When we evaluated the univariable relationship between log10Tn/BSA and aHb in the entire group using ANOVA, similar results were observed in the aHb groups up to 120 g/L (Bonferroni pairwise comparison), and then a progressive decrease in the log10Tn/BSA value was associated with a progressive increase in the aHb level. Across the aHb range, this inverse relationship was significant (p<0.0001) (Figure 2A). This relationship was significant in both men and women (p<0.0001 and p=0.013, respectively) (Figure 2B).

FIGURE 2: (A and B) Relationship between aHb level and peak log10Tn normalized to BSA (log10Tn/BSA). aHb: hemoglobin level on admission; Log: logarithm; Tn: troponin BSA: body surface area.

Tn/BSA and mortality

A total of 402 (6.6%) patients died within 30 days (Table 1). Patients who died had Tn/BSA values of 10.15 μg/Lm2 (95% CI: 2.70-39.68) compared to 3.33 μg/Lm2 (0.85-15.12) in patients who survived 30 days (p<0.0001). Similarly, log10Tn/BSA values in patients who died (0.67 μg/Lm2 [0.38-0.99]) were significantly higher than those in patients who survived (0.41 μg/Lm2 [0.11-0.75]; p<0.0001). After multivariable adjustments, the log10Tn/BSA value was independently associated with 30-day mortality in the group of all patients and in men and women separately (adjusted OR 2.07; 95% CI: 1.51-2.85, p<0.0001; adjusted OR 1. 67; 95% CI: 1.11-2.53, p=0.014; adjusted OR 2.79; 95% CI: 1.66-4.68, p<0.0001, respectively) (Table 2). The Hosmer–Lemeshow test of goodness of fit indicated that the model was a good fit to the data (Chi-square=4.275, df=8, p=0.832).

TABLE 2: Predictors of 30-day mortality (group with aHb 100-109 g/L as a reference)


Data on the relationship between aHb levels and cardiac injury in patients with MI are contradictory and paradoxical [4-6,9]. We investigated the association between aHb levels in patients with MI treated with PCI and their possible association with Tn/BSA, as well as the association between Tn/BSA and 30-day mortality.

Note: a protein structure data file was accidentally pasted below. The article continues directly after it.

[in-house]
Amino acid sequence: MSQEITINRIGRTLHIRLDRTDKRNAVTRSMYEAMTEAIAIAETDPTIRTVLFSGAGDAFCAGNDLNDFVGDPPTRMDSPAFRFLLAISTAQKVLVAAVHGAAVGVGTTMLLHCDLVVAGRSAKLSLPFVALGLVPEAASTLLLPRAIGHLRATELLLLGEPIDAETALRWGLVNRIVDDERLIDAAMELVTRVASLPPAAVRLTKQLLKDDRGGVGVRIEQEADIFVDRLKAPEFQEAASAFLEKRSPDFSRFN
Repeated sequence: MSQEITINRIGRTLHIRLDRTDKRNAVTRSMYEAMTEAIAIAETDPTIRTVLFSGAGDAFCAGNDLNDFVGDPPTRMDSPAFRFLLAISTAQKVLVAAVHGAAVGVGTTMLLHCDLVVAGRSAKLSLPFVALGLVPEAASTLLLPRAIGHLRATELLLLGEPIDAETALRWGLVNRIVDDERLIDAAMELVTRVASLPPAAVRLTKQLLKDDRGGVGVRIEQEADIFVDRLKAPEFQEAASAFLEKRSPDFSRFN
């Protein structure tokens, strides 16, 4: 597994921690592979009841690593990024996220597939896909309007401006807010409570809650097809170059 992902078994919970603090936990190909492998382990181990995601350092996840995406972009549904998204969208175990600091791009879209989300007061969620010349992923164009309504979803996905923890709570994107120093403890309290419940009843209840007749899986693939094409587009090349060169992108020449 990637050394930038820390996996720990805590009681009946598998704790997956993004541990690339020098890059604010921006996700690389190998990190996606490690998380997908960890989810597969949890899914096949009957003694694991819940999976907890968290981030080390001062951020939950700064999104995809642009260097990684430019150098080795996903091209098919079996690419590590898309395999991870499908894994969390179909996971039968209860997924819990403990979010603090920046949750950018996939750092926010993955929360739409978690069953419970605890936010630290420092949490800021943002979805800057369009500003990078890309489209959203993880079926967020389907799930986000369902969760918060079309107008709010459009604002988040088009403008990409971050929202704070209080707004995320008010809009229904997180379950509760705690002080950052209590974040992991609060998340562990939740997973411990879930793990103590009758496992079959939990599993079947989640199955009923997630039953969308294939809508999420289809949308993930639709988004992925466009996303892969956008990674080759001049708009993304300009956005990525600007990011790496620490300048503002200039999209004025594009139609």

The main results of our study are that the Tn/BSA was independently associated with 30-day mortality and that a gradual increase in aHb levels was associated with a decrease in the peak Tn/BSA.

In line with previous observations, we also observed a positive relationship between the aHb level and BSA [11,12], which is positively associated with cardiac mass [13-16]. A positive relationship was found between aHb and BSA in both sexes (Figure 1).

Our results show that in patients with MI, individuals with higher aHb levels had a higher BSA and a greater cardiac mass. Similar peak Tn levels, which correlate with necrotic myocardial mass, are likely to cause less adverse effects in larger compared to smaller hearts. Our finding suggests that Tn should be indexed to BSA (Tn/BSA) to provide comparable information on the extent of cardiac damage in relation to cardiac mass.

The positive relationship between aHb and BSA may not necessarily be causatively linked. Patients with lower aHb levels were older, predominantly women, and had a lower BMI. These are all well-known groups associated with a lower BSA, making this relationship very probable [13,20]. However, this relationship also has strong biological plausibility. The rate of red cell production is associated with the ability of the cell to deliver oxygen to the tissues relative to the tissue demand for oxygen [12]. A larger body size results in higher metabolic demands. Some data indicate that a higher erythrocyte count and a higher hemoglobin mass, together with a larger heart size and a greater left ventricular mass meet these demands [12,14,21].